# Is it possible do this processing.gif in drawbot?

• A simple example of how to move the wave through a grid of dots. The position of the dots does not matter.

@frederik probably has a better and more robust solution for this also

• ``````frames = 24
page_size = 1000
grid_size = 20
grid_spacing = page_size / grid_size
min_dot_size = 10
max_dot_size = 50

def draw_dot(center, diameter):
x = center[0] - diameter / 2
y = center[1] - diameter / 2
oval(x, y, diameter, diameter)

for f in range(frames):
percentage_animated = f / frames
newPage()

fill(0)
rect(0, 0, page_size, page_size)

for row in range(grid_size):
for column in range(grid_size):
x = row * grid_spacing + grid_spacing / 2
y = column * grid_spacing + grid_spacing / 2
# Calculate distance from (x,y) of the dot to the center of the page
distance = pow( (pow(x - page_size / 2, 2 ) + pow(y - page_size / 2, 2)), 0.5)
# The wave must seem to move, so for every frame in the
# animation, add a precentage of the length of the wave.
# Add or substract to change direction.
distance = distance - percentage_animated * radius * 2
# Use modulo to get a distance between 0 and double the radius
distance = distance % (radius * 2)
# The wave has a lenghth of double the radius. In the
# first halve of the lenght, the dots get larger, in the
# second halve the dots get smaller.
# So, we calculate a percentage between 0 and 2, and when
# the percentage is larger than 1, we count backwards.
if percentage > 1:
percentage = 2 - percentage
dot_size = min_dot_size + percentage * (max_dot_size - min_dot_size)
fill(1)
draw_dot((x,y), dot_size)

saveImage("animated.gif")
``````

• Almost the same code, but instead of drawing a grid we draw 1000 circles randomly. As they have to stay in the same place, we save their locations in an array.

(Also in this script some nice code to have if you want to publish animated gifs; a way to reduce the colours in the gif.)

``````
import random
import struct

frames = 24
page_size = 1000
number_of_circles = 1000
min_dot_size = 10
max_dot_size = 70

# create color table for gif
# https://stackoverflow.com/questions/6269765/what-does-the-b-character-do-in-front-of-a-string-literal
table = b""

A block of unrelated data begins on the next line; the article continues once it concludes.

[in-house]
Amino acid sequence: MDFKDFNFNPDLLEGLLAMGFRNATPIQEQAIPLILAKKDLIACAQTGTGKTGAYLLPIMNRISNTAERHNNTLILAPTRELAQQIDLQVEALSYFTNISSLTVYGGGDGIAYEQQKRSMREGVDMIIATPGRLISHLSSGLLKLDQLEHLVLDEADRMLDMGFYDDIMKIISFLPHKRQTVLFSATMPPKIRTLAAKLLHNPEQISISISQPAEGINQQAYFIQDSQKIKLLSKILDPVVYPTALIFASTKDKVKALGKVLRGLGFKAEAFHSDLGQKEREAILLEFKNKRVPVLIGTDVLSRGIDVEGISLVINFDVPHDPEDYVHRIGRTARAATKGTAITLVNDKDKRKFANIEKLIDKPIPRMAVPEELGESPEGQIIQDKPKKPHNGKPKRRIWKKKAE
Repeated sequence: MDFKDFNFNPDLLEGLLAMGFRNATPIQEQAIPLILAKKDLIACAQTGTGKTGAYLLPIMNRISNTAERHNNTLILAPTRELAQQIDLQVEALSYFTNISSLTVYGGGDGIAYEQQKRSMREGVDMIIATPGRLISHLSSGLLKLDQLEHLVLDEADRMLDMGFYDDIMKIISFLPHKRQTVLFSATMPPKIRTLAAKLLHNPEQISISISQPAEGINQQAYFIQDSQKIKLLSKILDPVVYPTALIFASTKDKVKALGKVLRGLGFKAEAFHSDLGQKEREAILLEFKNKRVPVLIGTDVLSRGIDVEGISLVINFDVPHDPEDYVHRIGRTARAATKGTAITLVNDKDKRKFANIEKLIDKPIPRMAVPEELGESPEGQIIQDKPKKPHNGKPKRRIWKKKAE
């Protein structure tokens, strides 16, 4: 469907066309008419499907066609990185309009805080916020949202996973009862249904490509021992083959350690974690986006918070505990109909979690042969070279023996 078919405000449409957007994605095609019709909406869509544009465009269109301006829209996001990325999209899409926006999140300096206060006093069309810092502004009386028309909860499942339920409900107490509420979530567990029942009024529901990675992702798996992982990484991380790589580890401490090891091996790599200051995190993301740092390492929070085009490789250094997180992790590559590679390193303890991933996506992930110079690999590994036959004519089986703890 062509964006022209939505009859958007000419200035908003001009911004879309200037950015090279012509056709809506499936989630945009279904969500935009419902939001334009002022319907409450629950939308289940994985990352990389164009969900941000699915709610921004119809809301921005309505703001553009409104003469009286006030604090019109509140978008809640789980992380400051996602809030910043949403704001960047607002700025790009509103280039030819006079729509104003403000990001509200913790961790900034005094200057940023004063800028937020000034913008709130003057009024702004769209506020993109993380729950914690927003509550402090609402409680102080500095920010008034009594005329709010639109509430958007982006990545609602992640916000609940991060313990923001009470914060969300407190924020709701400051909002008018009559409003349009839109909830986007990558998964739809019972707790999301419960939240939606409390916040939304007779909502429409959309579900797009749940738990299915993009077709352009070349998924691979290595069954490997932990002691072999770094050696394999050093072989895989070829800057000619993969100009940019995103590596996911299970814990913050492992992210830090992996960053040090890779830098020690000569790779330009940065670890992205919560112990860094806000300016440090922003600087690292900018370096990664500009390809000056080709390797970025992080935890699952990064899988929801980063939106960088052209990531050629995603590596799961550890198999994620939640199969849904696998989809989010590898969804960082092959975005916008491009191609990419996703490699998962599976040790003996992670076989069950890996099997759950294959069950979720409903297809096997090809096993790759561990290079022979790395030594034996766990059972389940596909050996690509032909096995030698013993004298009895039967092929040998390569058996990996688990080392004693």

greys = [0,85,170,255]
for i in greys:
r = struct.pack(">B", i)
g = struct.pack(">B", i)
b = struct.pack(">B", i)
table += r + g + b # + a

def draw_dot(center, diameter):
x = center[0] - diameter / 2
y = center[1] - diameter / 2
oval(x, y, diameter, diameter)

# Generate circles, randomly distributed
circles = []
for i in range(number_of_circles):
x = random.randint(0,page_size)
y = random.randint(0,page_size)
circles.append((x,y))

for f in range(frames):
percentage_animated = f / frames
newPage()

fill(0)
rect(0, 0, page_size, page_size)

for c in circles:
x = c[0]
y = c[1]
distance = pow( (pow(x - page_size / 2, 2 ) + pow(y - page_size / 2, 2)), 0.5)
distance = distance - percentage_animated * radius * 2
distance = distance % (radius * 2)
if percentage > 1:
percentage = 2 - percentage
dot_size = min_dot_size + percentage * (max_dot_size - min_dot_size)
fill(None)
stroke(1)
draw_dot((x,y), dot_size)

saveImage("animated.gif", imageGIFRGBColorTable = table)
``````

• @monomonnik
How could you figure out the control-points and the second point for the segment (your first code snippet)?
(My "solution" would be, draw it in illustrator at the right coordinates, and copy/paste the numbers to drawbot.)

• It's fantastic, what is possible in drawbot!
Thank you @monomonnik for your great help!
Also @frederik for other interesting solutions! Thank you both

Some really new topics to me, and I need some time to understand step by (small) step.

• @pi That is exactly my solution. Itβs not elegant, but itβs quick and it works.

Below is the Applescript I used. If you name your paths in Illustrator and put the names in pathNames it will copy the coordinates of the points and corresponding control points to an array you can paste in DrawBot.

``````on run
set pathNames to {"segment_concave"}
set pathsArray to "segment = ["

activate
set docRef to current document

repeat with pathName in pathNames
set pointsArray to "["
set itemRef to path item pathName of docRef

set pointsRef to every path point of itemRef
repeat with pointRef in pointsRef
-- anchor point
set pointAsString to "["
set x to my string_float(item 1 of anchor of pointRef)